Steiermark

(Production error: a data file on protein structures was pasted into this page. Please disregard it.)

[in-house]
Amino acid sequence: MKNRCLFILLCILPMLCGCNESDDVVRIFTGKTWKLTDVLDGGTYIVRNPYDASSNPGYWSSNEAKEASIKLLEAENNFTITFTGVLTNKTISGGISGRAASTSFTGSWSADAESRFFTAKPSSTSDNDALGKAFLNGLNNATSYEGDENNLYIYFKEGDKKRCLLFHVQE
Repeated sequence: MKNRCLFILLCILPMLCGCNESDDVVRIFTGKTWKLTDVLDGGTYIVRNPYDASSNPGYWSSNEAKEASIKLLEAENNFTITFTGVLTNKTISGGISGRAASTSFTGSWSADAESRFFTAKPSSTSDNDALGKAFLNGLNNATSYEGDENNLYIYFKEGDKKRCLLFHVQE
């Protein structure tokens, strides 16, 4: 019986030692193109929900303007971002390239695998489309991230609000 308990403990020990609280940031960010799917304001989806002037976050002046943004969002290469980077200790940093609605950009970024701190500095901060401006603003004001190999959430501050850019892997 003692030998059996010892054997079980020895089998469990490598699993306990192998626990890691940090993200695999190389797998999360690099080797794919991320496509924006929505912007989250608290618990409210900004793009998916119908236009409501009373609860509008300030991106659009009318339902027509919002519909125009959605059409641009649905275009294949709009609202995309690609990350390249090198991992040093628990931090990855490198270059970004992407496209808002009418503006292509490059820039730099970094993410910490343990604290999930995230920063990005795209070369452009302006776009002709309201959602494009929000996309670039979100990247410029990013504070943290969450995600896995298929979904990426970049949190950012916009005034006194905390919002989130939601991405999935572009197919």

In the 10th century a part of Styria was separated from Carinthia under the name of the Carinthian March; it was also named the Windic March. The margraves ruling the march (known as the Otakars) took from the name of the fortified castle of Steier the title of Margraves of Styria, and the country received its German name Steiermark. During the reign of Margrave Ottokar IV (1164-92) Styria was raised to a duchy by the Emperor Frederick Barbarossa, in 1180 after the fall of Henry the Lion of Bavaria. As a means of recording the passage of time, the 10th century was that century which lasted from 901 to 1000. ... Margrave is the English and French form of the German title Markgraf (from Mark march and Graf count) and certain equivalent nobiliary (princely) titles in other languages. ... Mark or march (or various plural forms of these words) are derived from the Frankish word marka (boundary) and refer to an area along a border, e. ... The Otakars were a dynasty ruling Styria from 1056 to 1192. ... Ottokar IV (1163 – May 5, 1192) was Margrave of Styria and Duke from 1180 onwards, when Styria, previously a margraviate subordinated to the duchy of Carinthia, was raised to the status of an independent duchy. ... // Events Count Henry I of Champagne marries Marie de Champagne. ... // Events The Third Crusade ends in disaster. ... A duchy is a territory, fief, or domain ruled by a duke or duchess. ... Frederick in a 13th century Chronicle Frederick I (German: Friedrich I. von Hohenstaufen)(1122 – June 10, 1190), also known as Friedrich Barbarossa (Frederick Redbeard) was elected king of Germany on March 4, 1152 and crowned Holy Roman Emperor on June 18, 1155. ... Events April 13 - Frederick Barbarossa issues the Gelnhausen Charter November 18 - France Emperor Antoku succeds Emperor Takakura as emperor of Japan Afonso I of Portugal is taken prisoner by Ferdinand II of Leon Artois is annexed by France Prince Mochihito amasses a large army and instigates the Genpei War between... Coronation of Henry the Lion and Matilda of England (1188) Henry the Lion (face of statue on his tomb in Brunswick Cathedral) Henry the Lion (1129 - August 6, 1195; in German, Heinrich der Löwe) was a member of the Welf dynasty and Duke of Saxony as Henry III since...